Isabella Rossellini: I think so. Of course, we don't have a problem with starvation in most of the United States but now there is a new problem: What kind of food do we eat? Are we eating too much of something? Fish used to be very healthful but that news spread everywhere so now the amount of fish that is taken out of the seas is excessive so there is tremendous damage to the ocean. It's being emptied, basically. So now I have a difficulty eating fish, I know I like it, but how often should I eat it? When I grew up I only ate fish once a week because it was rare. But now we have industrial fisheries and they can catch everything. With the satellites they can track down the fish and take them. When I grew up we had fish on Fridays and it was always the domestic stock.

Another thing that was frightening to me was to learn that the United States allows certain antibiotics and hormones that are forbidden in Europe. When you find out that American meat is not allowed in Europe for health reasons, it's kind of frightening to me.

LAist: And also in America, we import a lot of things [from 3rd world countries] that aren't held to the standards we have here.

Support for LAist comes from

Isabella Rossellini: Exactly, it goes both ways. And this problem we have with obesity, is it the food we eat or the quantity? These are some of the questions that we are touching on.

LAist: I enjoyed the Mario Batali segment where you weigh the pros and cons of each ingredient to your meal. That was both illustrative and engaging - at the end of it, he still put together this really good meal that you could have responsibly.

Could you tell us about what inspired you to present this program to us? What is the root of your concept?

Isabella Rossellini: When I was 14 or 15 and I was dreaming about what I would do as a grownup, I always thought I would do films about animals. But I never did, I ended up being a model and I ended up acting and that went very well. You imagine things as a child and then as you grow up you dismiss it saying "Well, life went in this direction instead of that direction." Now that I'm older and I'm not modeling as much anymore, and I act, of course, but not as much work as I used to do. But then when [Robert] Redford offered me to do short films on the subject of the environment and I did "Green Porno" and as I was doing them, I said "Oh look, this is what I was thinking of doing when I was a little girl." And here I have come, all the way around.

I enjoyed "Green Porno" a lot and they were very appreciated, they were immensely successful on the web and that's what led me to be in touch with Planet Green to do a more formal film. So this is my first longer format film. It's a lot more structured and professional format and it was wonderful for me to learn that and to see that I can do it. I hope to be able to do more.

LAist: The look and feel of your films is so simple and accessible but sophisticated in how it transmits this scientific information.

Isabella Rossellini: I work with these 2 great guys, Rick Gilbert and Andy Byers. I do most of the drawing at the beginning and they take these drawings to the stratosphere and they have the best taste and humor. I know that the humor and the charm is in Rick and Andy's design, in the art direction, they are essential collaborators to my work.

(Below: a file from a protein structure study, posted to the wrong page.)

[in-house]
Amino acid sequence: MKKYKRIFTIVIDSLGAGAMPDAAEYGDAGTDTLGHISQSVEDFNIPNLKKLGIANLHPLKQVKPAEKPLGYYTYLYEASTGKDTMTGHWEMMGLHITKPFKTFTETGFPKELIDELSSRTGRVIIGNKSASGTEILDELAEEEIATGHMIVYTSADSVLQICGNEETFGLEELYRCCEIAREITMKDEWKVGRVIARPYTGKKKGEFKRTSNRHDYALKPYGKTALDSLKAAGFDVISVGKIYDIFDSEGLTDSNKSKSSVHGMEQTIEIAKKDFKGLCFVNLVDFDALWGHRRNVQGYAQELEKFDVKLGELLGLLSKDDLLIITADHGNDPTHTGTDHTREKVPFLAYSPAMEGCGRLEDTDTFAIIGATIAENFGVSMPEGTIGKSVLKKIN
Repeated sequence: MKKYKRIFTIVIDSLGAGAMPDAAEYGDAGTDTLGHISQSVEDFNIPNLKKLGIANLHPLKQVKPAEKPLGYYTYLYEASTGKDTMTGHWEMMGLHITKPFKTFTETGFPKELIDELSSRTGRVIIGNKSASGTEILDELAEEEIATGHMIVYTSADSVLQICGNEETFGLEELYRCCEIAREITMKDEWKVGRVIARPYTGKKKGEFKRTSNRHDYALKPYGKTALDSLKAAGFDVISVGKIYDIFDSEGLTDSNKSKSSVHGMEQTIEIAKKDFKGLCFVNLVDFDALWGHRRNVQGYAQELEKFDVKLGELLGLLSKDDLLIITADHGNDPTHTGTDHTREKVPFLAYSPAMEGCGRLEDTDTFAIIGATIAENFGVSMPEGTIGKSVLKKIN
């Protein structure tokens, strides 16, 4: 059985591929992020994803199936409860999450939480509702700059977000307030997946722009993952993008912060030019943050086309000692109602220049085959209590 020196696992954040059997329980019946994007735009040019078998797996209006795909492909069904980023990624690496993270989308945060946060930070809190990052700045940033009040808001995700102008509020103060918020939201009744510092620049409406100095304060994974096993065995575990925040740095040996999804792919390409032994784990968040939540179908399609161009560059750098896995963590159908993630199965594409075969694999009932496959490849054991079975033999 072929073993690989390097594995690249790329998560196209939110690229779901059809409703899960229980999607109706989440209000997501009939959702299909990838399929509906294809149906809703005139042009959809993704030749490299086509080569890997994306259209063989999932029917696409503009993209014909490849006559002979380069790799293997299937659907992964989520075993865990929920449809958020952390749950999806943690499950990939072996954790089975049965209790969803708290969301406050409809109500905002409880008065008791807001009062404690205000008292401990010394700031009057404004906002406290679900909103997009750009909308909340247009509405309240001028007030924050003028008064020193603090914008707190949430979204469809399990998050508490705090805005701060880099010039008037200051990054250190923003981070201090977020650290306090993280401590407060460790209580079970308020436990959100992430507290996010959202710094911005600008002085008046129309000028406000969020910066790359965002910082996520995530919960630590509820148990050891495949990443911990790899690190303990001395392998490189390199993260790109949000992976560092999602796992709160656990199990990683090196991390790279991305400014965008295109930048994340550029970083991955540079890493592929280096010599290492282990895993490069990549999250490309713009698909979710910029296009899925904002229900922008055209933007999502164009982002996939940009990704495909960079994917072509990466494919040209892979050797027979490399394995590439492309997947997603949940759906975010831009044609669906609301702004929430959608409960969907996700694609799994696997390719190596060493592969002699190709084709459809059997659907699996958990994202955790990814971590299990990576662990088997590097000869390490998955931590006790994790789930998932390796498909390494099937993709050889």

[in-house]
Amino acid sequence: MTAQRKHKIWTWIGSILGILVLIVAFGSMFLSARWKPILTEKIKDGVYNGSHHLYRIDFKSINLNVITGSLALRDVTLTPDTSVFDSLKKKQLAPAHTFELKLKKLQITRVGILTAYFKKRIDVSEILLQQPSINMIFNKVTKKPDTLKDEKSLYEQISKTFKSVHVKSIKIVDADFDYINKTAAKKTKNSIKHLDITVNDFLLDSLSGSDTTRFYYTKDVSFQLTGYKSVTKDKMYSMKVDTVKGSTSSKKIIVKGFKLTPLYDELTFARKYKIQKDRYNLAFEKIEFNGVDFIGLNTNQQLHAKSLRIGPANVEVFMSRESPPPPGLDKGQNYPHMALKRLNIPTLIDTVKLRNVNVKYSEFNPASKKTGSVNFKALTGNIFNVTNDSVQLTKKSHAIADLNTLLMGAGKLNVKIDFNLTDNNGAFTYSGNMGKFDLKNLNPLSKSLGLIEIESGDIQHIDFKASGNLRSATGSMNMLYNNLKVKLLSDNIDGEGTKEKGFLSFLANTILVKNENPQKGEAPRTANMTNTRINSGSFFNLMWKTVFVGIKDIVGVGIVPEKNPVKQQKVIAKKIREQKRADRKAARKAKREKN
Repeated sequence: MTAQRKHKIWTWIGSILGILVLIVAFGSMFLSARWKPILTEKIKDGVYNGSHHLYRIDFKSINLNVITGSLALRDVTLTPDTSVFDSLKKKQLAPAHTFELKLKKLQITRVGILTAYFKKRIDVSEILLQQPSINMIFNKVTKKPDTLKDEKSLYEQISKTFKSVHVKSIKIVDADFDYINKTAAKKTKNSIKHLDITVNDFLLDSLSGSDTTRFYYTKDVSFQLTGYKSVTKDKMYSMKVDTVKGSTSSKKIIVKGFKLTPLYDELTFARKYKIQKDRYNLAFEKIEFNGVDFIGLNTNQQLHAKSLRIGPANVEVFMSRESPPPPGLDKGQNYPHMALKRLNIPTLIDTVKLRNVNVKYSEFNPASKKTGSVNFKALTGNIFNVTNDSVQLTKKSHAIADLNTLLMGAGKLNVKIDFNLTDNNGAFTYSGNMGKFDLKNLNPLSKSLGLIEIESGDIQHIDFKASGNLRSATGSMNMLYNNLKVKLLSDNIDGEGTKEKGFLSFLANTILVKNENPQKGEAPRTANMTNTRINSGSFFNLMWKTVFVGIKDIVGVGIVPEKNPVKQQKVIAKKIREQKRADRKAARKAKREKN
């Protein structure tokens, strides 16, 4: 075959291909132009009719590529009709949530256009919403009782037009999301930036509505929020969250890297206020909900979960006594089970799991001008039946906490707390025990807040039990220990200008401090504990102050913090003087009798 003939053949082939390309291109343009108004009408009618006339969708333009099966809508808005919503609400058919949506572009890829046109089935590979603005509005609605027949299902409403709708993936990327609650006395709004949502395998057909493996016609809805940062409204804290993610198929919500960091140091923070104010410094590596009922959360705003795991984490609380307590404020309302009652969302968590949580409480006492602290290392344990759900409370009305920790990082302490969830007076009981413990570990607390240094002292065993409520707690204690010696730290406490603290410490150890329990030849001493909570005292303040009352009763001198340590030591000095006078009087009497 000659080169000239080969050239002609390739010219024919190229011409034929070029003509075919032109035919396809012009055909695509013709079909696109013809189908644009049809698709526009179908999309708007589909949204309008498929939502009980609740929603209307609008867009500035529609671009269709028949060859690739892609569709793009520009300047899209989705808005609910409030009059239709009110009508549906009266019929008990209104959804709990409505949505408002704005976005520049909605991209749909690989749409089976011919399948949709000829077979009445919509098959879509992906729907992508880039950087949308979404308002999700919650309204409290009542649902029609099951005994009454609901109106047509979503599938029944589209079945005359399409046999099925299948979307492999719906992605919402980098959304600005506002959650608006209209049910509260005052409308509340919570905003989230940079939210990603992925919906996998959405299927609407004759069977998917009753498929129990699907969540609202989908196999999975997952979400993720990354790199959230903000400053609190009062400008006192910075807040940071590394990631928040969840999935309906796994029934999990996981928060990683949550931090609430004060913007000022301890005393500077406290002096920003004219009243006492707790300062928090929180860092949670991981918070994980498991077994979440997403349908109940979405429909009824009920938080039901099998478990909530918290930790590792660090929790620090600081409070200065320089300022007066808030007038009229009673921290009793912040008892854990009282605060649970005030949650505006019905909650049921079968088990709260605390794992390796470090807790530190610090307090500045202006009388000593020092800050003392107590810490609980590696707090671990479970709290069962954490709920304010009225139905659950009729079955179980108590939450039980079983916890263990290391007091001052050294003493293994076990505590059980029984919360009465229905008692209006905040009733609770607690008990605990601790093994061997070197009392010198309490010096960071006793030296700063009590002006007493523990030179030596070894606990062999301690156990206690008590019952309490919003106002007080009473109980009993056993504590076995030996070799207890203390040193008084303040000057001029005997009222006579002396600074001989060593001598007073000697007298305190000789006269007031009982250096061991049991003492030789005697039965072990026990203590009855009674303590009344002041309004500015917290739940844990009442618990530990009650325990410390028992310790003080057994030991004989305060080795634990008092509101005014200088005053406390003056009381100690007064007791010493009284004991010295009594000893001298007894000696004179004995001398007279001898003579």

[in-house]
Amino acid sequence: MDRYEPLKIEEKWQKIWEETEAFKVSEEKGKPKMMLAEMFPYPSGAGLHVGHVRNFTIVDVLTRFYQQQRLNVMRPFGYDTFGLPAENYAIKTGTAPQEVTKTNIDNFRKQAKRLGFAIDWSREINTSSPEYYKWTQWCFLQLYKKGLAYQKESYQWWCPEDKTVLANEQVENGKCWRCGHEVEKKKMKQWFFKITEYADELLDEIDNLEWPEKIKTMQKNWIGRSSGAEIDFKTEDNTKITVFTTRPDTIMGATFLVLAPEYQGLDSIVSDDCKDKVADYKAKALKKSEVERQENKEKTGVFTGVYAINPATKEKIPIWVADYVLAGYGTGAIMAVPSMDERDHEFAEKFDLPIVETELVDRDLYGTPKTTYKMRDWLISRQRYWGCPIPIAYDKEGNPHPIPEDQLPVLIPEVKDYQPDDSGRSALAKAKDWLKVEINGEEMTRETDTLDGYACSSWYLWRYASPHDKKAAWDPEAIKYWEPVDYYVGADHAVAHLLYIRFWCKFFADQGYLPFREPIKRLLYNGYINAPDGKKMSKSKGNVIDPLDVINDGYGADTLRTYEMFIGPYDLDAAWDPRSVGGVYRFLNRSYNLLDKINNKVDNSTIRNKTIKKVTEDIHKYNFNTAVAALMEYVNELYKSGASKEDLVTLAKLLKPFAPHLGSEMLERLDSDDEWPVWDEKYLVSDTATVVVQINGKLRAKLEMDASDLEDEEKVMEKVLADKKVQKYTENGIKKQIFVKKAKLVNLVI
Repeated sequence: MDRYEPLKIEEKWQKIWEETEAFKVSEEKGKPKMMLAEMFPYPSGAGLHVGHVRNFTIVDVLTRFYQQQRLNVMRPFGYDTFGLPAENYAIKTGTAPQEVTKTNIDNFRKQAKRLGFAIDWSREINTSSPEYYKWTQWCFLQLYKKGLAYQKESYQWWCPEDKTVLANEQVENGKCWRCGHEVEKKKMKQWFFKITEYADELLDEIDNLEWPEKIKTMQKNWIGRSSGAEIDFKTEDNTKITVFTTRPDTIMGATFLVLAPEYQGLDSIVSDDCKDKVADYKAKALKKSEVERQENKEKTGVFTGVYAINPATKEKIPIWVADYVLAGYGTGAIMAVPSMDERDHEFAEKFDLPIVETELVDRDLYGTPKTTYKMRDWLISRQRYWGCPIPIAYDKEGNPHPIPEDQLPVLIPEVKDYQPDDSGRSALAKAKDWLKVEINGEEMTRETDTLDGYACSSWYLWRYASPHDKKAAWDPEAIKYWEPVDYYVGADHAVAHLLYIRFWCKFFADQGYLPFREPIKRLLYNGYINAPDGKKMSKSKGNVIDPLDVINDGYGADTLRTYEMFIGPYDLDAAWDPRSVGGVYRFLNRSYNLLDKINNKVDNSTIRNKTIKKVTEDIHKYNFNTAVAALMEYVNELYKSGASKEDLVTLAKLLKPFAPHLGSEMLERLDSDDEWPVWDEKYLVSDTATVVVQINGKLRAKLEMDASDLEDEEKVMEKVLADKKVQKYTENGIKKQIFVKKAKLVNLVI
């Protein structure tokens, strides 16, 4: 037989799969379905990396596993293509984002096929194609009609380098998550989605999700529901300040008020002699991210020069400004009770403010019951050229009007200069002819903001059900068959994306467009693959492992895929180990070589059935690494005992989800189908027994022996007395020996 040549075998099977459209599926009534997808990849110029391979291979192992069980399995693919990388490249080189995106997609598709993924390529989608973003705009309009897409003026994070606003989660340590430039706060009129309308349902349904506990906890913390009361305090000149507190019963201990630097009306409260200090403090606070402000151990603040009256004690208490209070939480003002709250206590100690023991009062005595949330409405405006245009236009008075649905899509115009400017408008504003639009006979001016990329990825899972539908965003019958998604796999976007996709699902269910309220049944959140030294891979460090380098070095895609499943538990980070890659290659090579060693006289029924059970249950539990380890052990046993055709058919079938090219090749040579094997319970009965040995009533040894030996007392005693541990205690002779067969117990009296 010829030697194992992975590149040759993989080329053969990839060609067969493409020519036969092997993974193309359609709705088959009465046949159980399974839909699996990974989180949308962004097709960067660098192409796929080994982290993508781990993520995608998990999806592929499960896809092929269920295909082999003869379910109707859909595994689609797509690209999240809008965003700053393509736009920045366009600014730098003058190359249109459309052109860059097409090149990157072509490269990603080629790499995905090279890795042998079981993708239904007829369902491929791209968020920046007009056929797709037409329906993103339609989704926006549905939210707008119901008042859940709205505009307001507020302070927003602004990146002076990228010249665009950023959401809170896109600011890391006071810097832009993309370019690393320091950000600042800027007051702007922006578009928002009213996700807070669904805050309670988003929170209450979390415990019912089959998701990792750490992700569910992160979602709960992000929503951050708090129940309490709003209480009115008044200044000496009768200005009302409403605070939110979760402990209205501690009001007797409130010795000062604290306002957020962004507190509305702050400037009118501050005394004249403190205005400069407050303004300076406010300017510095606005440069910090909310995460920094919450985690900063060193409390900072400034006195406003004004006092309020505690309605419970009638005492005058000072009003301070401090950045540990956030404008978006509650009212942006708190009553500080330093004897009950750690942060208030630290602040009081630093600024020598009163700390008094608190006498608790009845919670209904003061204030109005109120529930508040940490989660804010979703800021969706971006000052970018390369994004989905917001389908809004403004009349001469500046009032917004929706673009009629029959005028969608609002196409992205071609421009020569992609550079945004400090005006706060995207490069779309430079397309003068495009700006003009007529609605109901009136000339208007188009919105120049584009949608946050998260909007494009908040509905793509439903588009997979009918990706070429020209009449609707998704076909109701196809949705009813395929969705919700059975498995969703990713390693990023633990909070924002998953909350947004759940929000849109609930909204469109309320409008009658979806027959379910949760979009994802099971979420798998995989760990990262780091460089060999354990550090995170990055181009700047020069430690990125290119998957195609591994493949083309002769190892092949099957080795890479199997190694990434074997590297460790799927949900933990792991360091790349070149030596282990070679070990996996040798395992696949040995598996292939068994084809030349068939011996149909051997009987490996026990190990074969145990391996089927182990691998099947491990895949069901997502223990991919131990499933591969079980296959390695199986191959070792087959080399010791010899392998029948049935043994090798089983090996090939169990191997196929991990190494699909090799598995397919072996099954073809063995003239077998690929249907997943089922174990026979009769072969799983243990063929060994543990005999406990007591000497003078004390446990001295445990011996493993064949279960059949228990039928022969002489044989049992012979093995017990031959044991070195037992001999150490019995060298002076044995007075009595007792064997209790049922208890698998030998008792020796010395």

LAist: The topics in "Animals Distract Me" are so important right here and now. What do think about what has happened in this last year? We had in the Gulf of Mexico one of the worst oil spills ever, and millions of gallons of highly radioactive water pumped into the ocean in Japan.

Isabella Rossellini: It's incredible, it's very very frightening. I think everyone is frightened about 2 things: our own health, and also the health of nature. Everybody wants to be able to go to the beach and to have fun and to catch a clam and to open it up and eat it without worries that we have poisoned and destroyed these things. I don't know what to do. The film has a feeling, I'm asking: what do we do? The scale of the problem is so enormous though, it can make one feel defeated.

LAist: It's so frustrating.

Isabella Rossellini: Very. But you know the tone of gloom over the environment was one of the things I was trying to change with "Green Porno." When I worked on "Green Porno" I worked with a marine biologist who was active in preserving the ocean. When he saw "Green Porno," the ones about the insects, he contacted me to see if I could do some on marine animals. He said that the doom and gloom has alienated a group of people because once there is no hope, people don't want to participate.

But, of course, there is hope, we have to correct our ways to make things better. He thought that the humor could bring the news about the environment to people in a different way, to reopen these doors. I've always been dedicated to making my films humorous. I want people to laugh at first and then gain some information.

LAist: Throughout "Animals Distract Me" this seems to be true. You talk about food, you talk about shark-finning, you are putting the knowledge out there for people to act more responsibly when they go to the store or when they think about supporting something.

Isabella Rossellini: Yes, but I don't see myself as an activist or someone who is moralizing or preaching. When I write I ask myself how do I feel about something. When I sit down and eat tuna, I think "Tuna, really? Maybe 5 years from now we won't be able to eat it." The first film my father, [Roberto] Rossellini, made with my mom, Ingrid Bergman, was Stromboli and one of the strongest scenes in the film is tuna fishing and now [activity is] endangered. Tuna fishing in the Mediterranean has a moratorium on it because the tuna population crashed. It's shocking that within a generation you can have that damage.

You think it would take a long time but it doesn't. We can kill off a species within a few years. I'm trying to present this shocking experience that I had for somebody to identify with and perhaps say, "I used to remember in my backyard, we used to have frogs, but now they are gone." I don't go out to point fingers and tell people what to do or what to think, it's more of an observation in my life.

LAist: These are distressing questions and observations but it doesn't detract from how entertaining "Animals Distract Me" is. There are some very funny scenes.

Isabella Rossellini: This is important, I'm hoping that people will laugh and have fun with the film.

"Animals Distract Me" premieres at 10pm on Saturday, April 23, on Planet Green.